Sigma was very busy for many years and during those years we had the great pleasure of being the home of “live” radio broadcasts of many popular bands and artists. These shows were recorded as live concerts in front of a small audience which got access from WMMR via call-ins, etc. Billy Joel’s was one that he often has referred to as a real big help in kicking off his career. He only ever performs “Captain Jack” here in Philly as it was played a lot here and picked up around the country leading to the trajectory of his career from a lull after the release of his first album to the buzz that then proceeded his second album which skyrocketed him to eventual super stardom. Some other notable ones were Bonnie Raitt, John Cougar (Melloncamp), New Orleans, America, Leo Kottke, April Wine (who ended their show with a fabulous version of King Crimson’s “21st Century Schizoid Man”) and many more.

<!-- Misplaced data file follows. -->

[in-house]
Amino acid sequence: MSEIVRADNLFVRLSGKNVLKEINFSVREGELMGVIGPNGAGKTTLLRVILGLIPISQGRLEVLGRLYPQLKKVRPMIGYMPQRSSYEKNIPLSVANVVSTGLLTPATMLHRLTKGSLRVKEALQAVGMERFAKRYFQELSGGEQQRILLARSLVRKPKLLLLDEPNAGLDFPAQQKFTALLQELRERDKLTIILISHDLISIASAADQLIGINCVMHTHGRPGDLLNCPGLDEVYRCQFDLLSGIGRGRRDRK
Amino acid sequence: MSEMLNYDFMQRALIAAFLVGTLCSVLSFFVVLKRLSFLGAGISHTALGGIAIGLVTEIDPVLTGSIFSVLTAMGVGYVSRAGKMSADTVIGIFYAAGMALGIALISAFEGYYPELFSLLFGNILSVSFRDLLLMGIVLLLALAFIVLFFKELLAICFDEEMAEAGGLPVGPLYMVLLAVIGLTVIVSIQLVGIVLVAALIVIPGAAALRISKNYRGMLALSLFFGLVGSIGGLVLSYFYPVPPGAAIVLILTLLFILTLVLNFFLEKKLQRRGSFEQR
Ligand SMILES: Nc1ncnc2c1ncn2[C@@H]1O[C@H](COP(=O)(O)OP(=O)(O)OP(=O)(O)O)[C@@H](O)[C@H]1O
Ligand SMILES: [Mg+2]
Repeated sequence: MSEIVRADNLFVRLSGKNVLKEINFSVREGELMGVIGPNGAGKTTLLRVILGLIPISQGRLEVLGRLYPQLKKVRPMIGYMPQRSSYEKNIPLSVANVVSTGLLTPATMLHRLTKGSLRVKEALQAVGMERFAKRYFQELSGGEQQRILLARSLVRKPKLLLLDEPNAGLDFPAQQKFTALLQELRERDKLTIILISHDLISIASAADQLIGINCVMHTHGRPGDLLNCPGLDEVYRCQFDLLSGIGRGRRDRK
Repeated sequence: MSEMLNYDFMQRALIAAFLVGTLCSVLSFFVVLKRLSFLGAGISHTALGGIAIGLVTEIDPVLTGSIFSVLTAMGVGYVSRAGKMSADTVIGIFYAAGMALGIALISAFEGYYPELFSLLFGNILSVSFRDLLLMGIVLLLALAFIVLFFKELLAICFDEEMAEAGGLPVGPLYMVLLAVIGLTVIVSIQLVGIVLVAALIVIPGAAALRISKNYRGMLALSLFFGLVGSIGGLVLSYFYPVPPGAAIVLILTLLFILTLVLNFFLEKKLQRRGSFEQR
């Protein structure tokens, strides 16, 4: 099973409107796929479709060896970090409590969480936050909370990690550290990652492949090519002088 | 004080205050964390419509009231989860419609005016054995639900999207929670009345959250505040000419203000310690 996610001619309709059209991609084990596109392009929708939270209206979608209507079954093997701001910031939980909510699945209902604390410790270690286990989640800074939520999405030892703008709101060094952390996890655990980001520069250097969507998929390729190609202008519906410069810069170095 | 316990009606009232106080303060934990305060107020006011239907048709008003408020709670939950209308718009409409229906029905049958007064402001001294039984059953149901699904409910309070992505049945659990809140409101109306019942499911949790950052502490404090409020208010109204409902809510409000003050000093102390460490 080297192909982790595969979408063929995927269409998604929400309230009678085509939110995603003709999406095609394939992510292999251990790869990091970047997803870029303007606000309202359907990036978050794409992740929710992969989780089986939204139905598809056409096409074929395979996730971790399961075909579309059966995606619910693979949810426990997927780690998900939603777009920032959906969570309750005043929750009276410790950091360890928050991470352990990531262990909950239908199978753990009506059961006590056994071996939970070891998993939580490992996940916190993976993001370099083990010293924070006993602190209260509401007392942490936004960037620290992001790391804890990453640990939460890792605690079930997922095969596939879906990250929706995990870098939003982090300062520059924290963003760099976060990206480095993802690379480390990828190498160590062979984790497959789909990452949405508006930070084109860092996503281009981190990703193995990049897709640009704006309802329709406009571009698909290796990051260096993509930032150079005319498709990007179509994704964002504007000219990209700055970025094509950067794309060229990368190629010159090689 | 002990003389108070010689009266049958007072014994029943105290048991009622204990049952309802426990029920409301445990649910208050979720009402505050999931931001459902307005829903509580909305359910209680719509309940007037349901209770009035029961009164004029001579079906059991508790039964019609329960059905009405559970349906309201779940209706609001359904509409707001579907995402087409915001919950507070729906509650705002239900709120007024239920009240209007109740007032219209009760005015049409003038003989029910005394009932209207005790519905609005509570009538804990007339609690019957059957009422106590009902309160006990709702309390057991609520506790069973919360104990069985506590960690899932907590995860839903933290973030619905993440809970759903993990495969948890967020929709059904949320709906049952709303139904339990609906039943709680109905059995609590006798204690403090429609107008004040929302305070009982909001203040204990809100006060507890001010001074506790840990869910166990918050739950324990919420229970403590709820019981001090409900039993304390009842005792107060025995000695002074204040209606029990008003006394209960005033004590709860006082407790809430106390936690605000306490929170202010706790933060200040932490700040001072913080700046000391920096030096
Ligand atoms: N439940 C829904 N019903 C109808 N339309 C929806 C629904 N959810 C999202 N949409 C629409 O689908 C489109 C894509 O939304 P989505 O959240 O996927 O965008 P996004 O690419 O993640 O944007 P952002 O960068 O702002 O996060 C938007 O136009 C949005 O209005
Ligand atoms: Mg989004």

One night after a string and horn date at 309, Don Murray and I came back to 12th Street to turn in the paperwork and see what the schedule was for the upcoming week and there was a concert in progress, so we slipped into the control room of Studio 2 by the back door to find ourselves in the midst of a nightmare for Jay Mark. When David Bowie booked Sigma for the Young Americans album, he blocked out nights in Studio 1 for a month or more. Apparently, no one noticed or thought that he would use it all and did not notice that the upcoming WMMR concert was double booked in there. As we got there the concert was moved downstairs to the considerably smaller Studio 2. This was a multi phased problem. First of all, the lucky winners of the “seats” at the live show were going to have to sit on the floor right in front of the band squished in so much that I don’t think they all could fit and a good number were turned away and never got in. Next, the band booked for the concert was Robin Trower of Procol Harum fame. Fellow Englishmen who were not at all happy to have been pushed out to a smaller, less prestigious space so Robin and his road manager and his producer were all pissed off, big time. Robin proceeded to proclaim and enact the policy that “…this is just another gig on the tour, and I will just do my usual show.”  That meant that he and the bass player were cranking their amps up as if they were in a stadium not a smallish recording studio. Hence, the drums were saturated sonically by the over amplification and the vocal could barely be controlled at all. Feedback and the inability for Robin to hear himself sing was virtually impossible to remedy and the producer kept making Jay change microphones throughout sound check. When we got there, while the show was live on air and being recorded, the mic was an RCA-77DX, which is a great mic for a lot of uses (I loved it on trumpets for its warmth) but it was a mic designed and first brought into service back in the early days of sound (in 1954), so it was not helping things out. It was a multi-directional mic but in its unidirectional setting it was nowhere as narrow as a half dozen other mics that one could pick for the job. Screaming into one of Jay’s ears was the road manager complaining and shouting things for Jay to do that were almost impossible to change or deal with at that time as we were literally live on air! And screaming into Jay’s other ear was Matthew Fisher the producer of Robin Trower’s album Bridge of Sighs that they were touring to promote, also demanding that Jay fix or change things that were virtually impossible to do while they were live. Well, we stood there for a minute or two taking this all in and being overwhelmed by the very high level of tension and anxiety and then it got worse. Joe Tarsia and Harry Chipetz were down the hall listening on a radio to the live broadcast which travelled across town from Sigma to the radio station via two Bell telephone lines rented just for these live concert occasions, one for stereo-left and one for stereo-right. Joe listening in the office realized one of those lines was “out of phase” with the other. This meant that a lot of the information being heard over the air was being cancelled out, especially the bass. Since it was a rock trio (with bass, drums, one guitar and a vocal) that was really bad. That just would not do. So, as we were standing there, Joe suddenly walked into the control room stepped up to the patch bay on the right-side of the console, bent over, identified the cables that were connecting the final output of the board to the Bell lines out of the building, grabbed two cables, yanked them out disconnecting one side of the mix for a second and then re-plugged them into a phase reversal multiple that was always wired there in the patch bay. This of course fixed the problem at the station end of the broadcast now putting the broadcast back into phase. Then without ever having said a word, Joe simply left and walked back to Harry’s office. From the moment he had walked in the door to the moment he walked out, I think no one spoke, screamed or even breathed. But when Joe walked out of the Control Room the screaming into both of Jay’s ears was instantly doubled! Don and I looked at each other and without a word turned to the back door of the control room and walked out and stopped halfway down the stairs to where the Technical Services Department was housed. We could hear the broadcast coming over a radio down there, so we stayed there, sat on the steps and did something we almost never did at Sigma (unless it was very late and no one but employees were in the building), we got stoned. He happened to have a joint with him. I think it was the only time he and I ever did it at work … and remember I did maybe five Spinners albums with him over four or more years. I paid my mortgage and put food on the table with my job ay Sigma, I did not get high on the job or any such behavior by me (which I cut out altogether in the mid-80s). Any “fun-time” was always off the clock and only in my home life. Maybe after work occasionally … but never at work while working.